‘Lindisfarne – baptised in the blood of so many good men – truly a ‘Holy Island’ ’
It took the best part of a day to journey up to Lindisfarne, the tiny island that sits off the picturesque coast of Northumbria.
I was fortunate enough to be driven up there, but arrived too late to catch the earlier crossing (before 13.45), and had to wait till 7.20 in the evening before making it onto the island.
Lindisfarne is known as a ‘now and then island’, governed by the moon and tides. Twice a day, for two spells of five hours, Lindisfarne is completely cut off from the mainland and becomes an island. It is small too, with a perimeter of eight miles, and stretching a mile by a mile-and-a-half.
When the causeway is open, the tourists come in their droves, and when it closes again with the tide, the tourists recede and a wonderful calm descends on the island. The contrast is remarkable – crowded shops and cafes one minute and the next everything is shut and there is hardly a soul in sight.
I spent three nights on Lindisfarne and fell in love with the place. I could have stayed for a month. The atmosphere reminded me a lot of Iona, where I had been a year-and-half before. Both are islands and take some getting to from London, but are also deeply spiritual places – ‘thin’ places as they are known – thin because there is a very small distance separating the earthy and spiritual realms.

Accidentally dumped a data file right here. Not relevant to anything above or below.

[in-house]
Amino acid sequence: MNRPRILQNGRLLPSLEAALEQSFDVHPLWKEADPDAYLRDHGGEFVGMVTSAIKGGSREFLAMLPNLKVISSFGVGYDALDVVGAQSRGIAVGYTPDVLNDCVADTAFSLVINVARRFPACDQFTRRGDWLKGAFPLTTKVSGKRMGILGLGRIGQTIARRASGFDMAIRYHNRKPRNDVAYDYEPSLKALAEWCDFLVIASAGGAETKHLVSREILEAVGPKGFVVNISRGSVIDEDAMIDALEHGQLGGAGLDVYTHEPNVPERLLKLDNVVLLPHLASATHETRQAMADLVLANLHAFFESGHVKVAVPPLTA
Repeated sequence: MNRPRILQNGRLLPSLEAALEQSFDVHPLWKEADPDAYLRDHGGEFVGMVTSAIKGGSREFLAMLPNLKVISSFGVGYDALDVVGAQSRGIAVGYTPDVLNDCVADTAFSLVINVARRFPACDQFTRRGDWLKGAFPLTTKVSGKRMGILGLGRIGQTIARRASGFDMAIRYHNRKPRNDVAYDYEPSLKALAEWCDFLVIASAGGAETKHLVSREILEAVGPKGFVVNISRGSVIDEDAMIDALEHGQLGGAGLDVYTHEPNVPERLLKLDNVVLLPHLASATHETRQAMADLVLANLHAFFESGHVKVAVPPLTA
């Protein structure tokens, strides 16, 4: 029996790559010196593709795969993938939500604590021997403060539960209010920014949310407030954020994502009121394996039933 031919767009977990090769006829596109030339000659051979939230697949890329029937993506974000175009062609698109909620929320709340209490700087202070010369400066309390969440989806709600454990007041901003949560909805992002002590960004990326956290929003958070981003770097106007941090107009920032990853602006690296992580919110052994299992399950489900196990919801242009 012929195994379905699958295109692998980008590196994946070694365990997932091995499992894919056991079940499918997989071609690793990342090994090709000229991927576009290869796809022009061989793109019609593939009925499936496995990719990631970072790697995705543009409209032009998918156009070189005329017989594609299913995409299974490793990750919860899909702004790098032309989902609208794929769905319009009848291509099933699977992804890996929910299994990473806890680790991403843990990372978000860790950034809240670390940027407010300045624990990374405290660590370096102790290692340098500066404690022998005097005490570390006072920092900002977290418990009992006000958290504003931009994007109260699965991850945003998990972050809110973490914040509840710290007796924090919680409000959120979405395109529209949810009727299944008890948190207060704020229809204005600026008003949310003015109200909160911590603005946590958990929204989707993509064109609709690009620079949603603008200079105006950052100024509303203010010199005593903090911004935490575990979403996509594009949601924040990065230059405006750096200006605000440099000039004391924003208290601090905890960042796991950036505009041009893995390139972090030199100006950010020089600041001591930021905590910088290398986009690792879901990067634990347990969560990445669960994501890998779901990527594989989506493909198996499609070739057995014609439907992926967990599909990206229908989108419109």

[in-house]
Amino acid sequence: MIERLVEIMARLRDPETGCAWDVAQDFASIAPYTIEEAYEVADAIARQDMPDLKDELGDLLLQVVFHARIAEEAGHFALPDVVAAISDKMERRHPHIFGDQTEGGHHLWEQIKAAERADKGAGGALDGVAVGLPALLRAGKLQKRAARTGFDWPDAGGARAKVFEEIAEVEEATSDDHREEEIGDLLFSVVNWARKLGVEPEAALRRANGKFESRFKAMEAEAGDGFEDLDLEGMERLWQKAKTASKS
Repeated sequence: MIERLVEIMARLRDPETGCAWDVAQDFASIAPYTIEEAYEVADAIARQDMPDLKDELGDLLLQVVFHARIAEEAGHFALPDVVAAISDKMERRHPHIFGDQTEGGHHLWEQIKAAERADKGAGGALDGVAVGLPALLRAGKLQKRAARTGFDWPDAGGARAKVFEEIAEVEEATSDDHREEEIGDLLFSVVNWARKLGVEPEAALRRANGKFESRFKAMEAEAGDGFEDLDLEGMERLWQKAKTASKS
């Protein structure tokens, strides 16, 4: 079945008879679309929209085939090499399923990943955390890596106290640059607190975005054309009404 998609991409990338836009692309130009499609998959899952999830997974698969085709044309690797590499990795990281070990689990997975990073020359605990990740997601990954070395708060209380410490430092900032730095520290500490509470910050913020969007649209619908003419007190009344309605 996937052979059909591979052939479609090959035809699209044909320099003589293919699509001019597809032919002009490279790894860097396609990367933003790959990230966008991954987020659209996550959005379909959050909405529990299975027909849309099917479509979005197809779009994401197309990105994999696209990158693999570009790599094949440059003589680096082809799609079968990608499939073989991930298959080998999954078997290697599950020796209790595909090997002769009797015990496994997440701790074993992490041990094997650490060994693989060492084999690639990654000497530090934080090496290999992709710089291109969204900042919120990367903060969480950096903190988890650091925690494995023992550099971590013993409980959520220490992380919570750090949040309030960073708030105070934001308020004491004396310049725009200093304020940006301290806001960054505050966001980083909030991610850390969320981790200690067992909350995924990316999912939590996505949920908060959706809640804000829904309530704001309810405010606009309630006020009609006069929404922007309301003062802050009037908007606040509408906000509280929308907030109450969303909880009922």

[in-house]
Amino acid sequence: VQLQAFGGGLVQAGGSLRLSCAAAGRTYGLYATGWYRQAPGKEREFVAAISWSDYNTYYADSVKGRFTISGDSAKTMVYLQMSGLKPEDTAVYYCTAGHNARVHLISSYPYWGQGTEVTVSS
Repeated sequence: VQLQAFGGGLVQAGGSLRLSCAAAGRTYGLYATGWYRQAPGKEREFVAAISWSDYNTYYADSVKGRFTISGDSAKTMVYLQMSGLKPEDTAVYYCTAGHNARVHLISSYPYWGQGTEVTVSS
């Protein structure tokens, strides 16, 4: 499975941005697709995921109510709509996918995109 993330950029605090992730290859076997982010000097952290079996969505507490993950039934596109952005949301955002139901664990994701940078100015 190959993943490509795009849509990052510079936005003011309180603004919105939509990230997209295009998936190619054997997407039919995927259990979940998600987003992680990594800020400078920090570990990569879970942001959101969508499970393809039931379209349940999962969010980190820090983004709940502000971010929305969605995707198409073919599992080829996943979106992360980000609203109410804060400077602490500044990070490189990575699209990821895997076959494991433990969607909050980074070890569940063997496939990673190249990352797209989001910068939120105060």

Any less than three nights would have been too short. It takes time to slow down, to begin to appreciate what is around you, to step into the rhythm of life on the island, with its ebb and flow of the tide and people coming and going from the island.
The people coming here aren’t just tourists but pilgrims too who have walked the 60-mile Northern Cross pilgrimage route from Melrose.
My three days on Lindisfarne was my first island retreat, and also a mother-daughter retreat. I don’t spend enough quality time with my mum – and she loves, wild natural places so I thought this would be a perfect place to bring her.
We stayed with the Open Gate Christian community and went to a 9pm service the first evening in an underground chapel beneath the retreat house – this was just after catching the sun set over the island.
Apart from being a pretty island with plenty of lovely beaches and lots of birds, the island has a fascinating history – home of Saints and scholars such as St Aiden and St Cuthbert, who helped spread Christianity throughout the country and the rest of the world. It was invaded by the Vikings in 793 and was given the name Holy Island by Benedictine monks in 1082 to commemorate the holy blood shed here.
There is a lot more to say here but this is just a flavour of some of the things I liked about the island. More to come!